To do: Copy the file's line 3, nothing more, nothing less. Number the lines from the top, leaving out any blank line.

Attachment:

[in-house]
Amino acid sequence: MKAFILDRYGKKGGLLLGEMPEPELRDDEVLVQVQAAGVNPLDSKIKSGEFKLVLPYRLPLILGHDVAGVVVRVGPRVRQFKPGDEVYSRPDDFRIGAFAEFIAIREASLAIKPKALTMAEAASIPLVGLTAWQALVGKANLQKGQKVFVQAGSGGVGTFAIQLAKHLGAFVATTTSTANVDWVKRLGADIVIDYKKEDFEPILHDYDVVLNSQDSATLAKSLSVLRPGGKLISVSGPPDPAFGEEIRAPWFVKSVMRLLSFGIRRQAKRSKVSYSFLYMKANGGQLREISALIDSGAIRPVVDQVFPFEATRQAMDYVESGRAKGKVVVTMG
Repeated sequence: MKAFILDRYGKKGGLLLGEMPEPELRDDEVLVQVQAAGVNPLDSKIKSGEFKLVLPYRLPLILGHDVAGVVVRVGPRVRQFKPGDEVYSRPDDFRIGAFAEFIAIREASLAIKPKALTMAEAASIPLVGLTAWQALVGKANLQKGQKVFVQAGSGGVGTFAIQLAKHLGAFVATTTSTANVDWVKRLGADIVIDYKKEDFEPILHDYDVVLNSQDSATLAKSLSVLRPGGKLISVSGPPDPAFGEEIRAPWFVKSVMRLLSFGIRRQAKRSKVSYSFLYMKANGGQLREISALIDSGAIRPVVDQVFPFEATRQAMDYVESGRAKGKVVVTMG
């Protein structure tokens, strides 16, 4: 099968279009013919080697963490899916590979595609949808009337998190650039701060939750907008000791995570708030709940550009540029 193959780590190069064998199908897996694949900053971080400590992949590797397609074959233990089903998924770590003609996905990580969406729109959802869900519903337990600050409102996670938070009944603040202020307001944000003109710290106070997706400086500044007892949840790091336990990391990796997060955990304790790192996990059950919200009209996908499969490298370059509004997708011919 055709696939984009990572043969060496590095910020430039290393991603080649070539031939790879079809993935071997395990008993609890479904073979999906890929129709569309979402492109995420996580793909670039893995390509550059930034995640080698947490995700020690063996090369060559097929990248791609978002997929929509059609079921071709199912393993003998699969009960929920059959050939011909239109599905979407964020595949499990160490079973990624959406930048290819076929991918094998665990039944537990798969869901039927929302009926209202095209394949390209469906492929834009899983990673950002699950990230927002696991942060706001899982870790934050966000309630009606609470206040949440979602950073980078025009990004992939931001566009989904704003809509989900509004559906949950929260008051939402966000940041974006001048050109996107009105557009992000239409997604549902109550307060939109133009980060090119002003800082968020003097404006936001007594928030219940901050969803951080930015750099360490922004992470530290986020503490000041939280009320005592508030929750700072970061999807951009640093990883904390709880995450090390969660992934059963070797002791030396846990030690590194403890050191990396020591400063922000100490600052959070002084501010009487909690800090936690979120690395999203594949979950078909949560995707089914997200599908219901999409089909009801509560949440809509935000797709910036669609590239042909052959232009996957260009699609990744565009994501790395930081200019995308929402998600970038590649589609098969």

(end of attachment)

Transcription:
Repeated sequence: MKAFILDRYGKKGGLLLGEMPEPELRDDEVLVQVQAAGVNPLDSKIKSGEFKLVLPYRLPLILGHDVAGVVVRVGPRVRQFKPGDEVYSRPDDFRIGAFAEFIAIREASLAIKPKALTMAEAASIPLVGLTAWQALVGKANLQKGQKVFVQAGSGGVGTFAIQLAKHLGAFVATTTSTANVDWVKRLGADIVIDYKKEDFEPILHDYDVVLNSQDSATLAKSLSVLRPGGKLISVSGPPDPAFGEEIRAPWFVKSVMRLLSFGIRRQAKRSKVSYSFLYMKANGGQLREISALIDSGAIRPVVDQVFPFEATRQAMDYVESGRAKGKVVVTMG